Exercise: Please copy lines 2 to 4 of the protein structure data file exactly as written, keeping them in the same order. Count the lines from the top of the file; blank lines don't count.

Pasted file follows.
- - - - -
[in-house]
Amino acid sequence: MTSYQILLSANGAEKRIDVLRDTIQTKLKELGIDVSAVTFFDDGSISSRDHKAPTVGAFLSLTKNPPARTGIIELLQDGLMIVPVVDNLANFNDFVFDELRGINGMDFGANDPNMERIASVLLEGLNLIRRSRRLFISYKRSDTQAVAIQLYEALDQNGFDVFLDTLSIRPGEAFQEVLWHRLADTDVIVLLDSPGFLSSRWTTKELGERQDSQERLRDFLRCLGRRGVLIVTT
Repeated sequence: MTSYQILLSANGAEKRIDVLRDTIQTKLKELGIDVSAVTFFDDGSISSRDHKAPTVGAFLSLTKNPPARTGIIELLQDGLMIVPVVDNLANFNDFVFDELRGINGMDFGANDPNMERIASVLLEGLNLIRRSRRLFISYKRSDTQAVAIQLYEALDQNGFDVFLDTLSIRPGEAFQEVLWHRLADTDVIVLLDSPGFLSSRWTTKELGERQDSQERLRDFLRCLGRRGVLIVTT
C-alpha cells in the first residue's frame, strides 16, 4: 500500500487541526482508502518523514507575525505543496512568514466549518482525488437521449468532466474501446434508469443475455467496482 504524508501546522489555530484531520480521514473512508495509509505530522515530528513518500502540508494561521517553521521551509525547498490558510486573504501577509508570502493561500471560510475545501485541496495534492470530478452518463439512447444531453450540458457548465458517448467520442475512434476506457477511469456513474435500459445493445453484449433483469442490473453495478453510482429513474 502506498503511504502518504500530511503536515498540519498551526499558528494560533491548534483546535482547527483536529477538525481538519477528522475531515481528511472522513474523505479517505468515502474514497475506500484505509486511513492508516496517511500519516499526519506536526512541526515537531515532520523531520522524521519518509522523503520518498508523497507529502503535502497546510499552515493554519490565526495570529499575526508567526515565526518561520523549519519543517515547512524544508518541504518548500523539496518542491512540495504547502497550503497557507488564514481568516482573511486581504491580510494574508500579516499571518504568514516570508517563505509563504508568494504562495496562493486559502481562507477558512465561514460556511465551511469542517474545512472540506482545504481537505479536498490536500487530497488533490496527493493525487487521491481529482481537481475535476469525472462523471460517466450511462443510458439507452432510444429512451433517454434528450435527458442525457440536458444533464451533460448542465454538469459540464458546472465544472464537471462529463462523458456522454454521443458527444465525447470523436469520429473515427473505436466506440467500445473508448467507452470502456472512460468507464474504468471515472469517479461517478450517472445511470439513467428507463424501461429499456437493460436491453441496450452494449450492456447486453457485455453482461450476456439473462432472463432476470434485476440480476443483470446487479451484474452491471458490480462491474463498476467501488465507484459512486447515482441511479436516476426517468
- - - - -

Amino acid sequence: MTSYQILLSANGAEKRIDVLRDTIQTKLKELGIDVSAVTFFDDGSISSRDHKAPTVGAFLSLTKNPPARTGIIELLQDGLMIVPVVDNLANFNDFVFDELRGINGMDFGANDPNMERIASVLLEGLNLIRRSRRLFISYKRSDTQAVAIQLYEALDQNGFDVFLDTLSIRPGEAFQEVLWHRLADTDVIVLLDSPGFLSSRWTTKELGERQDSQERLRDFLRCLGRRGVLIVTT
Repeated sequence: MTSYQILLSANGAEKRIDVLRDTIQTKLKELGIDVSAVTFFDDGSISSRDHKAPTVGAFLSLTKNPPARTGIIELLQDGLMIVPVVDNLANFNDFVFDELRGINGMDFGANDPNMERIASVLLEGLNLIRRSRRLFISYKRSDTQAVAIQLYEALDQNGFDVFLDTLSIRPGEAFQEVLWHRLADTDVIVLLDSPGFLSSRWTTKELGERQDSQERLRDFLRCLGRRGVLIVTT
C-alpha cells in the first residue's frame, strides 16, 4: 500500500487541526482508502518523514507575525505543496512568514466549518482525488437521449468532466474501446434508469443475455467496482 504524508501546522489555530484531520480521514473512508495509509505530522515530528513518500502540508494561521517553521521551509525547498490558510486573504501577509508570502493561500471560510475545501485541496495534492470530478452518463439512447444531453450540458457548465458517448467520442475512434476506457477511469456513474435500459445493445453484449433483469442490473453495478453510482429513474 502506498503511504502518504500530511503536515498540519498551526499558528494560533491548534483546535482547527483536529477538525481538519477528522475531515481528511472522513474523505479517505468515502474514497475506500484505509486511513492508516496517511500519516499526519506536526512541526515537531515532520523531520522524521519518509522523503520518498508523497507529502503535502497546510499552515493554519490565526495570529499575526508567526515565526518561520523549519519543517515547512524544508518541504518548500523539496518542491512540495504547502497550503497557507488564514481568516482573511486581504491580510494574508500579516499571518504568514516570508517563505509563504508568494504562495496562493486559502481562507477558512465561514460556511465551511469542517474545512472540506482545504481537505479536498490536500487530497488533490496527493493525487487521491481529482481537481475535476469525472462523471460517466450511462443510458439507452432510444429512451433517454434528450435527458442525457440536458444533464451533460448542465454538469459540464458546472465544472464537471462529463462523458456522454454521443458527444465525447470523436469520429473515427473505436466506440467500445473508448467507452470502456472512460468507464474504468471515472469517479461517478450517472445511470439513467428507463424501461429499456437493460436491453441496450452494449450492456447486453457485455453482461450476456439473462432472463432476470434485476440480476443483470446487479451484474452491471458490480462491474463498476467501488465507484459512486447515482441511479436516476426517468